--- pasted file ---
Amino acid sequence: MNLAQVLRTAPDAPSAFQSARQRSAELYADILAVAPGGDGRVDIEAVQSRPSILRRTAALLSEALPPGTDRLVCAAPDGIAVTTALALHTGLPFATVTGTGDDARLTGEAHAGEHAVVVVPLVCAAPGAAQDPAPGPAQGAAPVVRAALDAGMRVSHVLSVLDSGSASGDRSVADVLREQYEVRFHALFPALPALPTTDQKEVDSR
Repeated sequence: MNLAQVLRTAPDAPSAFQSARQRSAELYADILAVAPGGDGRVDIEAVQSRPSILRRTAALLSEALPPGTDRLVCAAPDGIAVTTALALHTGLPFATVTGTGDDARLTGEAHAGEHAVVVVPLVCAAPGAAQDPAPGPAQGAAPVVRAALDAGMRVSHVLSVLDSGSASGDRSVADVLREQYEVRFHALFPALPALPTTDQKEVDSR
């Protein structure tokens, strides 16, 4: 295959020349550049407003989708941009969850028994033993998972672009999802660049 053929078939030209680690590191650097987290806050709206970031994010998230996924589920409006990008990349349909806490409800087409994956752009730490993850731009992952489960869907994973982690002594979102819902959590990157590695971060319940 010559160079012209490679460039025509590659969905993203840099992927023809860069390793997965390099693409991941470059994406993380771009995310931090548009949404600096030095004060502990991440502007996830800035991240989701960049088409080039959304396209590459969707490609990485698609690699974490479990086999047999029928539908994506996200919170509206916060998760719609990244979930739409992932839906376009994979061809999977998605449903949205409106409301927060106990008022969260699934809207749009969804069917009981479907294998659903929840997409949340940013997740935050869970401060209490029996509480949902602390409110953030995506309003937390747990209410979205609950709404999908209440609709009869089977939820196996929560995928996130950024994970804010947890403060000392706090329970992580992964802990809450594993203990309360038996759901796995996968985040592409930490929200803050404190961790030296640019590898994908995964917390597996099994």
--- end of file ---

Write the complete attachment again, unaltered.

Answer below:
Amino acid sequence: MNLAQVLRTAPDAPSAFQSARQRSAELYADILAVAPGGDGRVDIEAVQSRPSILRRTAALLSEALPPGTDRLVCAAPDGIAVTTALALHTGLPFATVTGTGDDARLTGEAHAGEHAVVVVPLVCAAPGAAQDPAPGPAQGAAPVVRAALDAGMRVSHVLSVLDSGSASGDRSVADVLREQYEVRFHALFPALPALPTTDQKEVDSR
Repeated sequence: MNLAQVLRTAPDAPSAFQSARQRSAELYADILAVAPGGDGRVDIEAVQSRPSILRRTAALLSEALPPGTDRLVCAAPDGIAVTTALALHTGLPFATVTGTGDDARLTGEAHAGEHAVVVVPLVCAAPGAAQDPAPGPAQGAAPVVRAALDAGMRVSHVLSVLDSGSASGDRSVADVLREQYEVRFHALFPALPALPTTDQKEVDSR
């Protein structure tokens, strides 16, 4: 295959020349550049407003989708941009969850028994033993998972672009999802660049 053929078939030209680690590191650097987290806050709206970031994010998230996924589920409006990008990349349909806490409800087409994956752009730490993850731009992952489960869907994973982690002594979102819902959590990157590695971060319940 010559160079012209490679460039025509590659969905993203840099992927023809860069390793997965390099693409991941470059994406993380771009995310931090548009949404600096030095004060502990991440502007996830800035991240989701960049088409080039959304396209590459969707490609990485698609690699974490479990086999047999029928539908994506996200919170509206916060998760719609990244979930739409992932839906376009994979061809999977998605449903949205409106409301927060106990008022969260699934809207749009969804069917009981479907294998659903929840997409949340940013997740935050869970401060209490029996509480949902602390409110953030995506309003937390747990209410979205609950709404999908209440609709009869089977939820196996929560995928996130950024994970804010947890403060000392706090329970992580992964802990809450594993203990309360038996759901796995996968985040592409930490929200803050404190961790030296640019590898994908995964917390597996099994």